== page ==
The boat is hand built from wood and fiberglass
- it is probably more rugged and slower than most commercial
boats similar to it in size.
is only 42' from where it sits on top of the bulkhead that separates the salon
from the cockpit
. This is a bit far back but Nigel gave me a choice of where I wanted it and I didn't want the mast
(support) in the salon
. This means that the mainsail
is not as long as it might be - but since Nigel rigs his boats without a mainsail
I didn't see this as a problem. If you compare with other commercial
boats the mast is about 10' shorter - Nigel explained why but you have to ask him - safety
and rig tension. Nigel says that they are 'downwind' boats and primarily designed for comfortable living rather than sailing.
Originally the boat was going to be rigged to sail with a half height jib
on the centerline and a genoa
from each forward corner stay. Nigel has since changed his mind and is planning to rig the boat with a single genoa
(or some such) on the centerline along with the jib
(I think). Stays go to all four corners and there were originally plans for some side stays (shrouds?) - I will know more when I see it rigged. I figure that once I have some experience I can experiment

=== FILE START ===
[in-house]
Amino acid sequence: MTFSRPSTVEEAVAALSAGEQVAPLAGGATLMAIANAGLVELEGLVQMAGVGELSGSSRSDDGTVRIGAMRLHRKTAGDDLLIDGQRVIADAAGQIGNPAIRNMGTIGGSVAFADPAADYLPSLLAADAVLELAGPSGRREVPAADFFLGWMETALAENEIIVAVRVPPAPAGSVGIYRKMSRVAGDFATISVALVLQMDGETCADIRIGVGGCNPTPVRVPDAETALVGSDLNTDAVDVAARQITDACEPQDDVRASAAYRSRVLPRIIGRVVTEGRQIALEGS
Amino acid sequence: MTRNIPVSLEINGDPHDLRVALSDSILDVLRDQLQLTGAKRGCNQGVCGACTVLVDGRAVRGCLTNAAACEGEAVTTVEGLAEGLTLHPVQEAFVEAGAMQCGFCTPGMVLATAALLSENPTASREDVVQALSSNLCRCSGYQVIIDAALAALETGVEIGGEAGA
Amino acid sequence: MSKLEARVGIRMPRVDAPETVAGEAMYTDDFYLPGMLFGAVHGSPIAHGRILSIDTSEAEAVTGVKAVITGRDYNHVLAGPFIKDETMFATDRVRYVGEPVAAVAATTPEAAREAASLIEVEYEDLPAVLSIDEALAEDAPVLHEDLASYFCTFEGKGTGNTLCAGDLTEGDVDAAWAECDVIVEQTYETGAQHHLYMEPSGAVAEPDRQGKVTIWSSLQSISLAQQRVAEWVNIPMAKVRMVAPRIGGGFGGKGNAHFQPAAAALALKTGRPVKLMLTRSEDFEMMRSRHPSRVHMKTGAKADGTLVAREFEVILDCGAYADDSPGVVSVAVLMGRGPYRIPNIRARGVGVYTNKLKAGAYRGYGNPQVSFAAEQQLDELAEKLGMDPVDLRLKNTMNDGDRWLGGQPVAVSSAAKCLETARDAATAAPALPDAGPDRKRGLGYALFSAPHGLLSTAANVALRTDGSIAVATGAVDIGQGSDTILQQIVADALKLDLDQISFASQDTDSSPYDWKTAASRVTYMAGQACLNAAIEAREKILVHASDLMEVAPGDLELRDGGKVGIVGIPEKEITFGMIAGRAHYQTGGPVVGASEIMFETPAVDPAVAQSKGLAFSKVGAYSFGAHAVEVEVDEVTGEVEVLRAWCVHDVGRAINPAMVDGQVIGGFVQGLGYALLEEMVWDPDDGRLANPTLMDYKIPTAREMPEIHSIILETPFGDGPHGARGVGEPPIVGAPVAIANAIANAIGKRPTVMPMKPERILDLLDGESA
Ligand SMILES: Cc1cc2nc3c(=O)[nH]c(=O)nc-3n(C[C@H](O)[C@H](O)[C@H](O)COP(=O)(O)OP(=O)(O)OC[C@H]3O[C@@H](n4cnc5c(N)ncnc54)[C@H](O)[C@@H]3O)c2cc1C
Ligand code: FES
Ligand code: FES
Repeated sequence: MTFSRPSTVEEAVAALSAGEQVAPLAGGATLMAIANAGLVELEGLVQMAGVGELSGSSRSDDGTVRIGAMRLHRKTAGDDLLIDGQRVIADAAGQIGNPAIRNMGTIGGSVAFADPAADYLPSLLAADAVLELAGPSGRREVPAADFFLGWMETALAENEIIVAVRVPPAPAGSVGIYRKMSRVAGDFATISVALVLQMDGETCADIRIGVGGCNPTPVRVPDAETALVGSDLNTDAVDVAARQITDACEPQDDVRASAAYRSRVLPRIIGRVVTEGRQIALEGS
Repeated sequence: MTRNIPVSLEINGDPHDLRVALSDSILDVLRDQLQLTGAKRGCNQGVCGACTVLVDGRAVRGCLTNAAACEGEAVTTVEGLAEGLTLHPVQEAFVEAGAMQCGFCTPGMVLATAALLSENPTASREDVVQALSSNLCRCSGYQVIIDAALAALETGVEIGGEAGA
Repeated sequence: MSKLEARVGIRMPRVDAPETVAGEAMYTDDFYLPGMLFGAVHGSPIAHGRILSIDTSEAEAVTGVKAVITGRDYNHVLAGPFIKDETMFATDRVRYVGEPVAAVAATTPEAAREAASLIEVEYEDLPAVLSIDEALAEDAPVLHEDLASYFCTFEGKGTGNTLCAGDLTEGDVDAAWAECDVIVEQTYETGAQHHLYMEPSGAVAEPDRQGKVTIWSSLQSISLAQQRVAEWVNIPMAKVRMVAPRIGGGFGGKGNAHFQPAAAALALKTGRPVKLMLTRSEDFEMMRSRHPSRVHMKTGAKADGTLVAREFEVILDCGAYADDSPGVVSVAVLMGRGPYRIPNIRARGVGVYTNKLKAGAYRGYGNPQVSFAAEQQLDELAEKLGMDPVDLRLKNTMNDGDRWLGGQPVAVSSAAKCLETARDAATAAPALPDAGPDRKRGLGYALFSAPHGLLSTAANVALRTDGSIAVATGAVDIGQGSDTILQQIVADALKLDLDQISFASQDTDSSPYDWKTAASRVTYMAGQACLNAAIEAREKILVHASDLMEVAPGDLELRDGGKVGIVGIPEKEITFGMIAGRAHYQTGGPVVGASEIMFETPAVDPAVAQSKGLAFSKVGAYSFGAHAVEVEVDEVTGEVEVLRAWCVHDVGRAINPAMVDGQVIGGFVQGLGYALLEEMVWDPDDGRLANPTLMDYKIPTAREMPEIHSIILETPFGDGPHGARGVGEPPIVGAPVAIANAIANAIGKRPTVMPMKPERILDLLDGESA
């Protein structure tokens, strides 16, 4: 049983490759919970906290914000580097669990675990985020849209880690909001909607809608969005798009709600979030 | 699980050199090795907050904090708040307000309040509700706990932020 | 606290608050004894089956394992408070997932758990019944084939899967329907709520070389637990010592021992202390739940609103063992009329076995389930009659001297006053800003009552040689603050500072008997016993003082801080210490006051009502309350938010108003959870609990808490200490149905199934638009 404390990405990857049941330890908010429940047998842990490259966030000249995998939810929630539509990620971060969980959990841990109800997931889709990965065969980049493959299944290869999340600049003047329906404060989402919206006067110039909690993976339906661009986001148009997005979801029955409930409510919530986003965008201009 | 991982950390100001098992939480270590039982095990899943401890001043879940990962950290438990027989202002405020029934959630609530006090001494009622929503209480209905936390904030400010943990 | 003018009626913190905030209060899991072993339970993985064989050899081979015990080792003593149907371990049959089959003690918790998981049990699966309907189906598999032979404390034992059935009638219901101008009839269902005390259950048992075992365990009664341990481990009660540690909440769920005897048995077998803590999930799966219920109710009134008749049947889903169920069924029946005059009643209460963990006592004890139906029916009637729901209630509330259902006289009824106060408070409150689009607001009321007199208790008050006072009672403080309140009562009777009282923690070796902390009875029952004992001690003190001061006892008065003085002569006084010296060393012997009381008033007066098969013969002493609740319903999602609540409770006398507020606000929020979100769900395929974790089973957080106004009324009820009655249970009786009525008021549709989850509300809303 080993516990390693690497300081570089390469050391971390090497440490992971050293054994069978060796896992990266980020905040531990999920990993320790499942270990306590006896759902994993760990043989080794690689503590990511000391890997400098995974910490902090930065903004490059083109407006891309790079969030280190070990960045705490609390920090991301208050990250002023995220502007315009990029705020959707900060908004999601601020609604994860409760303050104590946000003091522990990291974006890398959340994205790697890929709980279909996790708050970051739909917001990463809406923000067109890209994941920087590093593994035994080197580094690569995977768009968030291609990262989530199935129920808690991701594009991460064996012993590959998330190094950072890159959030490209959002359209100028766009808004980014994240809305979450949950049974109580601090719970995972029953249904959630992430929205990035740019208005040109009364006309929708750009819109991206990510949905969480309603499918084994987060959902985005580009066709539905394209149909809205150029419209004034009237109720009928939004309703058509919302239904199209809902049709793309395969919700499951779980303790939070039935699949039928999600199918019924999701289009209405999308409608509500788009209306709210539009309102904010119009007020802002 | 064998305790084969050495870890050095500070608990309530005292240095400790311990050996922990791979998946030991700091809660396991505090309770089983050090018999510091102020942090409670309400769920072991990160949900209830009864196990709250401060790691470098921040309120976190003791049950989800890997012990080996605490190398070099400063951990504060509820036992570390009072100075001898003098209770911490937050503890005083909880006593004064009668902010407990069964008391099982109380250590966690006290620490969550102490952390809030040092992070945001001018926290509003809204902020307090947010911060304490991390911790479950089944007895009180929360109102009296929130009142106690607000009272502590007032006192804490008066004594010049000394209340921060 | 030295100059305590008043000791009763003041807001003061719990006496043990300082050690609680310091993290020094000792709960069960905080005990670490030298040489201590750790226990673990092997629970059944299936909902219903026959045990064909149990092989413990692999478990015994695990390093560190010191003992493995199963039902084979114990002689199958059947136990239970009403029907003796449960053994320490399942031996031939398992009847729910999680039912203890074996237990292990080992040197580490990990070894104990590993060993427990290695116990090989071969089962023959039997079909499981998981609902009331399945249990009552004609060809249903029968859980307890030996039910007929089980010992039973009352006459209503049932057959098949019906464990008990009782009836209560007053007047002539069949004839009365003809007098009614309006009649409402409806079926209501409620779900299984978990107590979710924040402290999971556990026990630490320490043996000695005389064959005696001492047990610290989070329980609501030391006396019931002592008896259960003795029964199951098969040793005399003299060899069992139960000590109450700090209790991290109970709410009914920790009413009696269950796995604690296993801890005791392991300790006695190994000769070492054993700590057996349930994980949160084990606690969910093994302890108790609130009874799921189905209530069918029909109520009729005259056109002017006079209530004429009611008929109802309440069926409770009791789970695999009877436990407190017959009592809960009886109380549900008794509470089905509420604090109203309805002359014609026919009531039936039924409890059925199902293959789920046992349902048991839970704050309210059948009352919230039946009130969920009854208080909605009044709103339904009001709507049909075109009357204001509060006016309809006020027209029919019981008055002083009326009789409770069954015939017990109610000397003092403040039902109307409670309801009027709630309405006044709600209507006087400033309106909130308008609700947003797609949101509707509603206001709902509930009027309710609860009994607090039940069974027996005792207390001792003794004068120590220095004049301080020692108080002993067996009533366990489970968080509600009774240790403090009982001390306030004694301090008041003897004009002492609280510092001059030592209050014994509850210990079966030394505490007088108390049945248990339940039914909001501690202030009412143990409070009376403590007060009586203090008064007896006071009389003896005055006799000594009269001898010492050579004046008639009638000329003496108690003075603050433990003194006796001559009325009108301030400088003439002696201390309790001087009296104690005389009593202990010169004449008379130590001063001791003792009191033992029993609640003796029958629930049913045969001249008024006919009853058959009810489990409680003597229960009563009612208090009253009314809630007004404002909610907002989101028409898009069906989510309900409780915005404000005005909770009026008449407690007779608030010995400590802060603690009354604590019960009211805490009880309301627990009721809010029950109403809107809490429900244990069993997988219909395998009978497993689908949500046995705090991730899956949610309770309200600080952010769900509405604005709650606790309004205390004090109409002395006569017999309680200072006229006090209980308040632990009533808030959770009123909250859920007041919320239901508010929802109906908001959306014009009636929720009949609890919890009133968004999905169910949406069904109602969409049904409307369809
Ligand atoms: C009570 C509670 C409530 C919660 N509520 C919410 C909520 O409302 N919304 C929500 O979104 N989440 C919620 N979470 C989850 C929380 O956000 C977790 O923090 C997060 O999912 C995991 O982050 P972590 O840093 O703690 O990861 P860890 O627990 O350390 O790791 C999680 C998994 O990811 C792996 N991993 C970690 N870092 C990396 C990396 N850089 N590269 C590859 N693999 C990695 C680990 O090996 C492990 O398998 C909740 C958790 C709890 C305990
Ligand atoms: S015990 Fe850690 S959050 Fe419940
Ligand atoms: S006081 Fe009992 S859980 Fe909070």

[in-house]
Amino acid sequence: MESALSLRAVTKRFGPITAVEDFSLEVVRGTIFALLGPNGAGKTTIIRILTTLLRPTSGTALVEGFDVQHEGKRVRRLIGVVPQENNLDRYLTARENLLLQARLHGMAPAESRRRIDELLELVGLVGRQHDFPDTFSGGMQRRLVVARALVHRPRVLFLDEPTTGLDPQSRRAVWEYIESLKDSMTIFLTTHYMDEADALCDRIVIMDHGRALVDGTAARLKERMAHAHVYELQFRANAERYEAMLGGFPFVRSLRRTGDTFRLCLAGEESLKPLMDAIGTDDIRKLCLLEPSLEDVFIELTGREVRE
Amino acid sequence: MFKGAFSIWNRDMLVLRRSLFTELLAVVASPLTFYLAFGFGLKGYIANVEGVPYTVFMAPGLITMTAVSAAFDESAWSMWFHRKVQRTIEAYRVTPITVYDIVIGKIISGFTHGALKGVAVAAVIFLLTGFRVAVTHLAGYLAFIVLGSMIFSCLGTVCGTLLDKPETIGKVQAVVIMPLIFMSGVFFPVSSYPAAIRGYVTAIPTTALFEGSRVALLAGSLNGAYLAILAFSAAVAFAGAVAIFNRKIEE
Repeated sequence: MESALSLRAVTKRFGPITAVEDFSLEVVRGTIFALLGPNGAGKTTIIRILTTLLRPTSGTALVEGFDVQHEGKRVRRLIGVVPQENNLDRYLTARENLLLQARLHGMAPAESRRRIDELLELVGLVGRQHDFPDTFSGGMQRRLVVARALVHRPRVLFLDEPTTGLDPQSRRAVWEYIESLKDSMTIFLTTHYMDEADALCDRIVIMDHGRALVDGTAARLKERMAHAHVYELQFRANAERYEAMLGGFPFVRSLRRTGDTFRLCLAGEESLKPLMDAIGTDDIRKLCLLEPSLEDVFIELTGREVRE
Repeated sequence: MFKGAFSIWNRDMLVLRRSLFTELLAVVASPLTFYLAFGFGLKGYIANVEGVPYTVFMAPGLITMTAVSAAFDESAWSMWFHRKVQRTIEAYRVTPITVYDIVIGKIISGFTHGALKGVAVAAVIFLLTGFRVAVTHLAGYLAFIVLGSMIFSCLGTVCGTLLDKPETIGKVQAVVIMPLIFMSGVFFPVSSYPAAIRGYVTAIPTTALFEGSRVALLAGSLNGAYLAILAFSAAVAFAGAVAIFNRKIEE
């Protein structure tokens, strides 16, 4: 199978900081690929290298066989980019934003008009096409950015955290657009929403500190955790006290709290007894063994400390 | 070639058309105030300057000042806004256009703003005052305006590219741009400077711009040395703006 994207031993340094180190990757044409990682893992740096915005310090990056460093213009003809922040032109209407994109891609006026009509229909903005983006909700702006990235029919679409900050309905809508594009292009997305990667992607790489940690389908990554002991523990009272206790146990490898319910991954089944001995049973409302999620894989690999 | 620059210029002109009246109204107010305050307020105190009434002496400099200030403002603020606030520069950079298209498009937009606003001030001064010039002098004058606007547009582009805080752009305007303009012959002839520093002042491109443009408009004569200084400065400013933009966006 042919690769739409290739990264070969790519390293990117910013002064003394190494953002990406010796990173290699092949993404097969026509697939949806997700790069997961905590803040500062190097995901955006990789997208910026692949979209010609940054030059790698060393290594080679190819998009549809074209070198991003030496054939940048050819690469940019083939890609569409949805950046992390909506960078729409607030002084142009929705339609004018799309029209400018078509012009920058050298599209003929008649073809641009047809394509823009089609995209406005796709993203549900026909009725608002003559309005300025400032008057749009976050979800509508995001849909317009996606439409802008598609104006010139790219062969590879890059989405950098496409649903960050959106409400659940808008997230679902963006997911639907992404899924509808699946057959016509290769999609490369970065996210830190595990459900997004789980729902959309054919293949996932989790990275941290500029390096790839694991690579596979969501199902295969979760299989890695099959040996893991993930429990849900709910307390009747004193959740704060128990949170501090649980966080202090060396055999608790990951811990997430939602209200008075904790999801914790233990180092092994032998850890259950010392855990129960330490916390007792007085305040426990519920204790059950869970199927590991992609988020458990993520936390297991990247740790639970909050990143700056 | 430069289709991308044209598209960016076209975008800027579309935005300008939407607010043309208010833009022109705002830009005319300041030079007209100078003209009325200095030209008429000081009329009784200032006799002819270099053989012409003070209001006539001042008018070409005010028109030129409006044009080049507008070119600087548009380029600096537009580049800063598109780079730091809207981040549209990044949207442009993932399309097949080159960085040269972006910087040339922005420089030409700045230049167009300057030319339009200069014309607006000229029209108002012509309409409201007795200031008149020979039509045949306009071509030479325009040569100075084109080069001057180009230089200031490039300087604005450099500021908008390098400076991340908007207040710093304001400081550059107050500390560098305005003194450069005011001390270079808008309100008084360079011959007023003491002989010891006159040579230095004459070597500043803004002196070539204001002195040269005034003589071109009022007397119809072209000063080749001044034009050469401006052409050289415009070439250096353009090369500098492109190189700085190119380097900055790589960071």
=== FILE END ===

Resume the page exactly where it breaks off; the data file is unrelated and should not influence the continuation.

with the sail plan and try the double genoa rig from the corner stays. I also think that it would be relatively easy to mount a small (200sqft?) mainsail using a bolt rope
or hoops and leaving it footloose. My only experience has been sailing with a Bermuda
(jib & mainsail) rig so I will just have to learn how to sail all over again.
The boat has four double berths and two singles (if you do galley
up) but on my boat one of these is the galley
and the other will be a workbench. Of the four double berths, starboard-forward will be the owner berth, the starboard-aft will be storage
, port-forward will be guest/storage, and port rear will be for the maids.
There are three heads - one in each hull
and one opposite the helm
station in the cockpit
- but the port hull head
will not be finished immediately. The shower
is in the cockpit head
- its main function - and also gives the girls some privacy to pee.
The cockpit has a hard cover that goes back to the forward side of the rear box beam - the aft side of which is the transom. The transom mounts a 'duckboard' between the hulls and supports the dingy davits
and the LPG tank. Both hulls have swim steps leading down to the water
Three large box beams connect the hulls - one has storage
, one has/is the water tank, and the third has the diesel tanks
and more storage. Storage is everywhere - under the seats, in the steps, and along the hull bulkheads.
Alll of the windows are tinted plexiglass that are sealed and do not open. For ventilation there is a large hatch
above each of the two forward berths - to which I am going to add air scoops. The salon on the bridge deck
also has two ventilation hatches that will also have scoops. Air will exhaust
via the rear double berth hatches and the salon door. Since an anchored or moored catamaran tends to have its bow into the wind
I am hoping this will give good ventilation. As a backup I have 32 12 VDC brushless 5" computer fans that are being deployed singly, in pairs in the berths, and in quad arrays (galley).